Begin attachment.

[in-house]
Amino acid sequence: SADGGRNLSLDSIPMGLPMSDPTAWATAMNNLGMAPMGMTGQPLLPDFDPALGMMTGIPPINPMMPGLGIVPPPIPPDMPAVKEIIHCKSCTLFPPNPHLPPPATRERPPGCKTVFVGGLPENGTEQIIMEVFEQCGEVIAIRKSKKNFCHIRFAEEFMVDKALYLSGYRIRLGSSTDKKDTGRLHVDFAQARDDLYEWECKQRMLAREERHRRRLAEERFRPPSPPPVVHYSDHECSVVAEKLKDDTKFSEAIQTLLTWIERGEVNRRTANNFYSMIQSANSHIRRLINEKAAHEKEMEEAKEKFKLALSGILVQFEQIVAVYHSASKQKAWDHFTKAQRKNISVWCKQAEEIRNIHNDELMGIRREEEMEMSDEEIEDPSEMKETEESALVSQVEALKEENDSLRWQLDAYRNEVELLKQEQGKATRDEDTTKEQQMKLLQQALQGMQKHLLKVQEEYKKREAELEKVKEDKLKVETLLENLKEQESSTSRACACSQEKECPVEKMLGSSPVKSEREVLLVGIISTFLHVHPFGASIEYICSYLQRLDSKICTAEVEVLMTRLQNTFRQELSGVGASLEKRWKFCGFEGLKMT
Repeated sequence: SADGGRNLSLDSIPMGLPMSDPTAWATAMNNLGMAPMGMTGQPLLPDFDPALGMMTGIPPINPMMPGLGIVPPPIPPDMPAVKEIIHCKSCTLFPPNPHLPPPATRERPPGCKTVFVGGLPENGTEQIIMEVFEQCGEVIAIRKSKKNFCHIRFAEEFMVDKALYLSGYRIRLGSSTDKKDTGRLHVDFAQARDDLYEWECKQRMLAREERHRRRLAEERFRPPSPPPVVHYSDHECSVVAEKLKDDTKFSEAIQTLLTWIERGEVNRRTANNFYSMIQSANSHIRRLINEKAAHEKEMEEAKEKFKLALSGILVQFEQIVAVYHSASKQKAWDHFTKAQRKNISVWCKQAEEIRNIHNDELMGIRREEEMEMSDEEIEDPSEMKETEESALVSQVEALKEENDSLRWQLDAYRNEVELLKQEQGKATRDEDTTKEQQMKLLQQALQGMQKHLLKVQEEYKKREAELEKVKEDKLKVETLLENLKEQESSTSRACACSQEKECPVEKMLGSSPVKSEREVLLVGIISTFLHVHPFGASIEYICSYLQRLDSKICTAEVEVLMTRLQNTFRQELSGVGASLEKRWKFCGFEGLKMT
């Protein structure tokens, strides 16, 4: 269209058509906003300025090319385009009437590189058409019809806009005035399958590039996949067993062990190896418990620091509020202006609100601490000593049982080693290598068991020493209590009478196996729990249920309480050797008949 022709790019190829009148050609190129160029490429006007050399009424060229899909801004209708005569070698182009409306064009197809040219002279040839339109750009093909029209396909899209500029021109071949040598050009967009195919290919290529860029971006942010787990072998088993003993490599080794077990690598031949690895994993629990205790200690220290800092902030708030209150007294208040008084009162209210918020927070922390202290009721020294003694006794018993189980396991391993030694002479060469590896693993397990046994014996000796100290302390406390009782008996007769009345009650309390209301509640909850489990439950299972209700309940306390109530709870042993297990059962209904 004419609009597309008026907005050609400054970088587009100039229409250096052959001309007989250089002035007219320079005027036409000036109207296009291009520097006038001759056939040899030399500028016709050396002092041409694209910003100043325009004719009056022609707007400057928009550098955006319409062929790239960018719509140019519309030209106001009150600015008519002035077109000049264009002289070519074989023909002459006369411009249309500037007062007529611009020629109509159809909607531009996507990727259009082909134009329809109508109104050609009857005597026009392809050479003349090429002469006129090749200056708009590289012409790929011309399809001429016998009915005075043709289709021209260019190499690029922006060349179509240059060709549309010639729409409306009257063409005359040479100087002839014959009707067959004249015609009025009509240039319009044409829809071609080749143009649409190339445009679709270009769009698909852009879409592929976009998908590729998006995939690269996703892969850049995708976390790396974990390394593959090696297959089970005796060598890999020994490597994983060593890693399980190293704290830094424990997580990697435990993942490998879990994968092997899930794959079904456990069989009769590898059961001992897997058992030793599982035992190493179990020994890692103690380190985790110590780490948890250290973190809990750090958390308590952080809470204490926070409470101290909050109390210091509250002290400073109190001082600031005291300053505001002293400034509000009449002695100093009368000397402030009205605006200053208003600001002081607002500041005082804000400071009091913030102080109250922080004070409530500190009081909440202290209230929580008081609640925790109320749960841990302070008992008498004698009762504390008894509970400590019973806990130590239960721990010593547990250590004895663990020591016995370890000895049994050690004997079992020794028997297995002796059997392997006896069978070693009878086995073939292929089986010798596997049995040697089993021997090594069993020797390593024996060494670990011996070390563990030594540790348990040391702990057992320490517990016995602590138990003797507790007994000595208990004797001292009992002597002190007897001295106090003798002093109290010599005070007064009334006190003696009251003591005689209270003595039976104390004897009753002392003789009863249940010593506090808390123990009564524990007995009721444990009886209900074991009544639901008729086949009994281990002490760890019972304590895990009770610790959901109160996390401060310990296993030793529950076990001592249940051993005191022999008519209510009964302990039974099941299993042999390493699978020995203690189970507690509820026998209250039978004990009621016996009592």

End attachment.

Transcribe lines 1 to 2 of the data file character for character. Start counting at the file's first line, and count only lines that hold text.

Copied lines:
[in-house]
Amino acid sequence: SADGGRNLSLDSIPMGLPMSDPTAWATAMNNLGMAPMGMTGQPLLPDFDPALGMMTGIPPINPMMPGLGIVPPPIPPDMPAVKEIIHCKSCTLFPPNPHLPPPATRERPPGCKTVFVGGLPENGTEQIIMEVFEQCGEVIAIRKSKKNFCHIRFAEEFMVDKALYLSGYRIRLGSSTDKKDTGRLHVDFAQARDDLYEWECKQRMLAREERHRRRLAEERFRPPSPPPVVHYSDHECSVVAEKLKDDTKFSEAIQTLLTWIERGEVNRRTANNFYSMIQSANSHIRRLINEKAAHEKEMEEAKEKFKLALSGILVQFEQIVAVYHSASKQKAWDHFTKAQRKNISVWCKQAEEIRNIHNDELMGIRREEEMEMSDEEIEDPSEMKETEESALVSQVEALKEENDSLRWQLDAYRNEVELLKQEQGKATRDEDTTKEQQMKLLQQALQGMQKHLLKVQEEYKKREAELEKVKEDKLKVETLLENLKEQESSTSRACACSQEKECPVEKMLGSSPVKSEREVLLVGIISTFLHVHPFGASIEYICSYLQRLDSKICTAEVEVLMTRLQNTFRQELSGVGASLEKRWKFCGFEGLKMT